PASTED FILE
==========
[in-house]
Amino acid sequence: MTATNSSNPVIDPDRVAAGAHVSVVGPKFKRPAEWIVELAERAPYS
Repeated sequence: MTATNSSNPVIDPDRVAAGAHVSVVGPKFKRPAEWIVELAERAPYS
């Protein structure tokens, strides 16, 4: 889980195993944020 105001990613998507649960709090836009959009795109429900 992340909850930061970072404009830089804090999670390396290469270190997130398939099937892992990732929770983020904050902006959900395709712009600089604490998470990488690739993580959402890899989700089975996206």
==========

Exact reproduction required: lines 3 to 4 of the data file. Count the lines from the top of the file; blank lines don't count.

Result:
Repeated sequence: MTATNSSNPVIDPDRVAAGAHVSVVGPKFKRPAEWIVELAERAPYS
């Protein structure tokens, strides 16, 4: 889980195993944020 105001990613998507649960709090836009959009795109429900 992340909850930061970072404009830089804090999670390396290469270190997130398939099937892992990732929770983020904050902006959900395709712009600089604490998470990488690739993580959402890899989700089975996206």